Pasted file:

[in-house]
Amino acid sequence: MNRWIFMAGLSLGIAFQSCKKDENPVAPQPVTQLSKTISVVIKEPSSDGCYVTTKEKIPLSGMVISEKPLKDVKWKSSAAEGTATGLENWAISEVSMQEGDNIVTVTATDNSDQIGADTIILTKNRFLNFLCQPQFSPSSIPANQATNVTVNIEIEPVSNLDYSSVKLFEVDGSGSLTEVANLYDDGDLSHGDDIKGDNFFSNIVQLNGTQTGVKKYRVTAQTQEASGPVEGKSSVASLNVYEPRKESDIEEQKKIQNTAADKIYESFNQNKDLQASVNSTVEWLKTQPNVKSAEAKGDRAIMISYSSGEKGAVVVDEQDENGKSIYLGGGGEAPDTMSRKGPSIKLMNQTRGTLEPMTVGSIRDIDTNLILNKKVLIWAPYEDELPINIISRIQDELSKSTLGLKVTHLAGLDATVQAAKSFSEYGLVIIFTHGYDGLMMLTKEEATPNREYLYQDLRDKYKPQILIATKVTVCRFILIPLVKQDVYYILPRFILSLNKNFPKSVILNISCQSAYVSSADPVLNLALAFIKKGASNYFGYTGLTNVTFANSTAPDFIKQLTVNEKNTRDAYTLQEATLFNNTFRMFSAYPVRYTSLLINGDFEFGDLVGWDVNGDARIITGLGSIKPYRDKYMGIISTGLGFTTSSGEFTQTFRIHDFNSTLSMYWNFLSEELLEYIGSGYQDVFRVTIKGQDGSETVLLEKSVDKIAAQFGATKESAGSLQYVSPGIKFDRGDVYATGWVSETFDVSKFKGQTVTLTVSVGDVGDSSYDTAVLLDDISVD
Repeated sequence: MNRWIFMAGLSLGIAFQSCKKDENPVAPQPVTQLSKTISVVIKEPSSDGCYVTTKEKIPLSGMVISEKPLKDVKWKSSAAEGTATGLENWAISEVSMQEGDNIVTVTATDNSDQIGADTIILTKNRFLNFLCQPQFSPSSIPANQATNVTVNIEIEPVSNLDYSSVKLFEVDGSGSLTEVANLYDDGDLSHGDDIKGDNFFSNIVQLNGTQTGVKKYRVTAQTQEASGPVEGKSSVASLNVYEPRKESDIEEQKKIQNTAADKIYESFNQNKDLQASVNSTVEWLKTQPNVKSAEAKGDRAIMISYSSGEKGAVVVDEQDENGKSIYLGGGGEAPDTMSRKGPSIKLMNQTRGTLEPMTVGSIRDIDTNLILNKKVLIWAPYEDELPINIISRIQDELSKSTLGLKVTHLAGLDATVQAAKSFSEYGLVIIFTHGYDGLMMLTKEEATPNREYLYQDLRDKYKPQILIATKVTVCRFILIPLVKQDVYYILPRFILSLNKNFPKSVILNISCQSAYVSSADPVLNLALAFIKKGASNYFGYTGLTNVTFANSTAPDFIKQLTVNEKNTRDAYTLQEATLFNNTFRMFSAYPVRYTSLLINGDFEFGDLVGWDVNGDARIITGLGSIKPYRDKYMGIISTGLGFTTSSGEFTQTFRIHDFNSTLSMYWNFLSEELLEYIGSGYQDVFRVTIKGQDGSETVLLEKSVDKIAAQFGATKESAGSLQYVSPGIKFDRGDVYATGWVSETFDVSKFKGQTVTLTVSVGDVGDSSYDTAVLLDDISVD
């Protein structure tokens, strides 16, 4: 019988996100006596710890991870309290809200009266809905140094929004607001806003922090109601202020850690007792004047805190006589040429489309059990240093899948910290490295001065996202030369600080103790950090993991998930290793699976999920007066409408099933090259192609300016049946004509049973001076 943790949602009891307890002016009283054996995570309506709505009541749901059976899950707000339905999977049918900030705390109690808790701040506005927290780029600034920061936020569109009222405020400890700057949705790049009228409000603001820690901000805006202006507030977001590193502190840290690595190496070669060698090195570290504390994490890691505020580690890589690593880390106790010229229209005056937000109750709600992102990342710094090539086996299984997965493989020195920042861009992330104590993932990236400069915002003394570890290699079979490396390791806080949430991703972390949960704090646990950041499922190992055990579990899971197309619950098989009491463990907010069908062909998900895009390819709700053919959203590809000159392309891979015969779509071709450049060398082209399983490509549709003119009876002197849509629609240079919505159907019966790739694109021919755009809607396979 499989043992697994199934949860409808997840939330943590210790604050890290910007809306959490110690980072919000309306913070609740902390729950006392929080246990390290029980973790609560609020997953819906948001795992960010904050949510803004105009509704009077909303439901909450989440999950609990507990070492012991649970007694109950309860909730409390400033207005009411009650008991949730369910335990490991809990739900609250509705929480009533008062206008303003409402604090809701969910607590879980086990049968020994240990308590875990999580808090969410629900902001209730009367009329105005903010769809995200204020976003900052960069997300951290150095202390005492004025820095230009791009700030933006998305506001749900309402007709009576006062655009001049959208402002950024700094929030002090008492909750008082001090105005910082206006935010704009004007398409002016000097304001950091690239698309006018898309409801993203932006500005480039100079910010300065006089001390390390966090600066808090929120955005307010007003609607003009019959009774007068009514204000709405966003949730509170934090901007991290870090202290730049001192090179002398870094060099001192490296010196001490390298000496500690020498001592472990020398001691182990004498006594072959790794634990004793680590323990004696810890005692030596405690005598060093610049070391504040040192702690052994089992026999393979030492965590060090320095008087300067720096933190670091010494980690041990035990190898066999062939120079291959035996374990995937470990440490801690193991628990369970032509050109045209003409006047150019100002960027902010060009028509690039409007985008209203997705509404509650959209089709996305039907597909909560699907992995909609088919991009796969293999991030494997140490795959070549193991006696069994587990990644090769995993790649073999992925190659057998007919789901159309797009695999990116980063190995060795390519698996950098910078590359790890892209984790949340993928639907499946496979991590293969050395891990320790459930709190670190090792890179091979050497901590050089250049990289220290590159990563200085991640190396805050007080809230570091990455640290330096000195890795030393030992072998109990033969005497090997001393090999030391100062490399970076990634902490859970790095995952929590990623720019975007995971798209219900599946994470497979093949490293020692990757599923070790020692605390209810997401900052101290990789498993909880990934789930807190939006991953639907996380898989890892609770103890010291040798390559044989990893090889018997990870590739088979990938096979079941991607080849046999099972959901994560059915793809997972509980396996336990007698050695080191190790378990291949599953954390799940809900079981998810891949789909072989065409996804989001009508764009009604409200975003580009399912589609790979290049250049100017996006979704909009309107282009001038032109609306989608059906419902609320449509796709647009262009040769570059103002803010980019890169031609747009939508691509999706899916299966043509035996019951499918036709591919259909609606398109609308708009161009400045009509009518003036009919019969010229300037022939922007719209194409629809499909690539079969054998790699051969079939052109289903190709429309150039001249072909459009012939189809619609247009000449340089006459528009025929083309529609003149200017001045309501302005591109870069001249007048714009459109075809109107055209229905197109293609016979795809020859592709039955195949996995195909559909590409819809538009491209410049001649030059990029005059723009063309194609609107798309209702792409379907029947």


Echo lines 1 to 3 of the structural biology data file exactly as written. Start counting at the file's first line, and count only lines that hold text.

[in-house]
Amino acid sequence: MNRWIFMAGLSLGIAFQSCKKDENPVAPQPVTQLSKTISVVIKEPSSDGCYVTTKEKIPLSGMVISEKPLKDVKWKSSAAEGTATGLENWAISEVSMQEGDNIVTVTATDNSDQIGADTIILTKNRFLNFLCQPQFSPSSIPANQATNVTVNIEIEPVSNLDYSSVKLFEVDGSGSLTEVANLYDDGDLSHGDDIKGDNFFSNIVQLNGTQTGVKKYRVTAQTQEASGPVEGKSSVASLNVYEPRKESDIEEQKKIQNTAADKIYESFNQNKDLQASVNSTVEWLKTQPNVKSAEAKGDRAIMISYSSGEKGAVVVDEQDENGKSIYLGGGGEAPDTMSRKGPSIKLMNQTRGTLEPMTVGSIRDIDTNLILNKKVLIWAPYEDELPINIISRIQDELSKSTLGLKVTHLAGLDATVQAAKSFSEYGLVIIFTHGYDGLMMLTKEEATPNREYLYQDLRDKYKPQILIATKVTVCRFILIPLVKQDVYYILPRFILSLNKNFPKSVILNISCQSAYVSSADPVLNLALAFIKKGASNYFGYTGLTNVTFANSTAPDFIKQLTVNEKNTRDAYTLQEATLFNNTFRMFSAYPVRYTSLLINGDFEFGDLVGWDVNGDARIITGLGSIKPYRDKYMGIISTGLGFTTSSGEFTQTFRIHDFNSTLSMYWNFLSEELLEYIGSGYQDVFRVTIKGQDGSETVLLEKSVDKIAAQFGATKESAGSLQYVSPGIKFDRGDVYATGWVSETFDVSKFKGQTVTLTVSVGDVGDSSYDTAVLLDDISVD
Repeated sequence: MNRWIFMAGLSLGIAFQSCKKDENPVAPQPVTQLSKTISVVIKEPSSDGCYVTTKEKIPLSGMVISEKPLKDVKWKSSAAEGTATGLENWAISEVSMQEGDNIVTVTATDNSDQIGADTIILTKNRFLNFLCQPQFSPSSIPANQATNVTVNIEIEPVSNLDYSSVKLFEVDGSGSLTEVANLYDDGDLSHGDDIKGDNFFSNIVQLNGTQTGVKKYRVTAQTQEASGPVEGKSSVASLNVYEPRKESDIEEQKKIQNTAADKIYESFNQNKDLQASVNSTVEWLKTQPNVKSAEAKGDRAIMISYSSGEKGAVVVDEQDENGKSIYLGGGGEAPDTMSRKGPSIKLMNQTRGTLEPMTVGSIRDIDTNLILNKKVLIWAPYEDELPINIISRIQDELSKSTLGLKVTHLAGLDATVQAAKSFSEYGLVIIFTHGYDGLMMLTKEEATPNREYLYQDLRDKYKPQILIATKVTVCRFILIPLVKQDVYYILPRFILSLNKNFPKSVILNISCQSAYVSSADPVLNLALAFIKKGASNYFGYTGLTNVTFANSTAPDFIKQLTVNEKNTRDAYTLQEATLFNNTFRMFSAYPVRYTSLLINGDFEFGDLVGWDVNGDARIITGLGSIKPYRDKYMGIISTGLGFTTSSGEFTQTFRIHDFNSTLSMYWNFLSEELLEYIGSGYQDVFRVTIKGQDGSETVLLEKSVDKIAAQFGATKESAGSLQYVSPGIKFDRGDVYATGWVSETFDVSKFKGQTVTLTVSVGDVGDSSYDTAVLLDDISVD